1960 Game Seven: The magnificence of this game is better appreciated now that we’ve found the game film. And yes, the madness of Casey Stengel is evident: he had eventual losing pitcher Ralph Terry warming up almost continuously throughout the contest. But consider this: the Hal Smith three-run homer for Pittsburgh would’ve been one of baseball’s immortal moments, until it was trumped in the top of the 9th by the Yankee rally featuring Mickey Mantle’s seeming series-saving dive back into first base ahead of Rocky Nelson’s tag, until it was trumped in the bottom of the 9th by Mazeroski’s homer. There were 19 runs scored, 24 hits made, the lead was lost, the game re-tied, and the Series decided in a matter of the last three consecutive half-innings, and there was neither an error nor a strikeout in the entire contest.

1975 Game Six: Fisk’s homer has taken on a life of its own thanks to the famous Fenway Scoreboard Rat who caused the cameraman in there to keep his instrument trained on Fisk as he hopped down the line with his incomparable attempt to influence the flight of the ball. But consider: each team had overcome a three-run deficit just to get the game into extras, there was an impossible pinch-hit three-run homer by ex-Red Bernie Carbo against his old team, the extraordinary George Foster play to cut down Denny Doyle at the plate with the winning run in the bottom of the 9th, and Sparky Anderson managed to use eight of his nine pitchers and still nearly win the damn thing – and have enough left to still win the Series.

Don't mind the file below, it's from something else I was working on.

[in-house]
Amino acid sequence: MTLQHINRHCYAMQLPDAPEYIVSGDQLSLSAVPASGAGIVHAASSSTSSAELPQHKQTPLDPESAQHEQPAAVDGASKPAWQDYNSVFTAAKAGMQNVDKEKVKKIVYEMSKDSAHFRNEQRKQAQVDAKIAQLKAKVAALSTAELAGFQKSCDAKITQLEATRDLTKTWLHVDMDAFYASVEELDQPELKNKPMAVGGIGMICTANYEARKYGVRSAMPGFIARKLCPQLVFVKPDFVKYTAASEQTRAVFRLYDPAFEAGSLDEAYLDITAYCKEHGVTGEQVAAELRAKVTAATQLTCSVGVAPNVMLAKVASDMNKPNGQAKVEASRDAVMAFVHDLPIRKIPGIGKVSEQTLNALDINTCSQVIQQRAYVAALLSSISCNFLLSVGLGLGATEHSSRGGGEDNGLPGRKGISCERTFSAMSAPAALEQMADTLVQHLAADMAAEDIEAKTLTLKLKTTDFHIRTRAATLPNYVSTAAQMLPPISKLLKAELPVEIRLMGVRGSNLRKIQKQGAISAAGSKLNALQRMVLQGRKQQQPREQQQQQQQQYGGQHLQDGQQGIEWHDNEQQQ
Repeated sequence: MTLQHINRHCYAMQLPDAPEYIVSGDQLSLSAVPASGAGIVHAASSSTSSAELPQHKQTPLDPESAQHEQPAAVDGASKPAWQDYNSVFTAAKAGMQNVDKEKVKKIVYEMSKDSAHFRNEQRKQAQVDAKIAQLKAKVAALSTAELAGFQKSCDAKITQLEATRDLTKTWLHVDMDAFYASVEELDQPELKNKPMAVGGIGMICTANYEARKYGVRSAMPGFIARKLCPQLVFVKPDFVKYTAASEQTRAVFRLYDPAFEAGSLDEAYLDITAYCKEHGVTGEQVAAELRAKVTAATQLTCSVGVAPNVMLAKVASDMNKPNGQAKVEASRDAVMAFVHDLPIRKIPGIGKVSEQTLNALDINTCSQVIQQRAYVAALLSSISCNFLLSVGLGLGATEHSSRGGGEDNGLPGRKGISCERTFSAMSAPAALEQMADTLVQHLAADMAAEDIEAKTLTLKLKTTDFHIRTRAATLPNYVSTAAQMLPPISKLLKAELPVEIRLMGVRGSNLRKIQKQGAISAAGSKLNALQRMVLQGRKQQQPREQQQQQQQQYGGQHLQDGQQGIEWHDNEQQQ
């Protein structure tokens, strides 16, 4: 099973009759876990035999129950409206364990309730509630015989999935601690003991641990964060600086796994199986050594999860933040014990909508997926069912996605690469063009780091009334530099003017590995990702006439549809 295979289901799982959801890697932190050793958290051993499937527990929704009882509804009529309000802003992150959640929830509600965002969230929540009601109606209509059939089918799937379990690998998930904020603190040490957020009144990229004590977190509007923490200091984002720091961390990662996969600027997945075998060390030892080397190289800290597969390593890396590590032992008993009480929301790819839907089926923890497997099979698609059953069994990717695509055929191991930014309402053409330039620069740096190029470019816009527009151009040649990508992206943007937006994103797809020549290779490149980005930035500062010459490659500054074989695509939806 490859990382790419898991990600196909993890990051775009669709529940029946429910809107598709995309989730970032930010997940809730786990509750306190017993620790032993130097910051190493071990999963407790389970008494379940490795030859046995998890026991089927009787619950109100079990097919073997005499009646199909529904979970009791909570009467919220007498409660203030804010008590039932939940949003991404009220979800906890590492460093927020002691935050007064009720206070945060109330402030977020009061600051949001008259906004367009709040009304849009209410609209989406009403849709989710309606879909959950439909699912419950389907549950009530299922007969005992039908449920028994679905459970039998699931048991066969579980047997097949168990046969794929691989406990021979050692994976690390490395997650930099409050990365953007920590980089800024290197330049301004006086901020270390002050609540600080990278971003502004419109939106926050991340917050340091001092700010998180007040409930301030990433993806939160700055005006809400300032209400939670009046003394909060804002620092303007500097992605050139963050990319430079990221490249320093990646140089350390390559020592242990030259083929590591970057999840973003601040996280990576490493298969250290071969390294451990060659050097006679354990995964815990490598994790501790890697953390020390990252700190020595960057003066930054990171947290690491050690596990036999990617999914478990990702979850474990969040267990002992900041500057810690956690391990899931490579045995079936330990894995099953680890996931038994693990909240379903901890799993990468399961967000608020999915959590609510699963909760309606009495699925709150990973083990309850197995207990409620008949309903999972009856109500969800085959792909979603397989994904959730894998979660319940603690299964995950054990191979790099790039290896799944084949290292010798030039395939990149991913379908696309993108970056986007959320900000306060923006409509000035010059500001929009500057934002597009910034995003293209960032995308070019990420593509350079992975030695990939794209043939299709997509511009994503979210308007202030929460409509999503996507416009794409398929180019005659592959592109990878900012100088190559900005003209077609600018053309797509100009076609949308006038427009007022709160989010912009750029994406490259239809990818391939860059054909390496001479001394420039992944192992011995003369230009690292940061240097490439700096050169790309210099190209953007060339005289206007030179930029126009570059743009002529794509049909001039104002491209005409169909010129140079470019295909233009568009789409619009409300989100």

1986 Game Six: This is well-chronicled, so, briefly: this exceeds last night’s game because while the Cardinals twice survived two-out, last-strike scenarios in separate innings to tie the Rangers in the 9th and 10th, the Met season-saving rally began with two outs and two strikes on Gary Carter in the bottom of the 10th. The Cards had the runs already aboard in each of their rallies.  The Red Sox were one wide strike zone away from none of that ever happening.

1991 Game Seven: I’ll have to admit I didn’t think this belonged on the list, but as pitching has changed to the time when finishing 11 starts in a season provides the nickname “Complete Game James” Shields, what Jack Morris did that night in the 1-0 thriller makes this a Top 5 game.

There are many other nominees — the Kirk Gibson home run game in ’88, the A’s epic rally on the Cubs in ’29, Grover Cleveland Alexander’s hungover relief job in 1926, plus all the individual achievement games like Larsen’s perfecto and the Mickey Owen dropped third strike contest — and upon reflection I might be able to make a case to knock last night’s off the Top 10. But I’m comfortable saying it will probably remain. We tend to overrate what’s just happened (a kind of temporal myopia) but then again perspective often enhances an event’s stature rather than diminishing it. Let’s just appreciate the game for what it was: heart-stopping back-and-forth World Series baseball.

Victims Help Vampires Prevail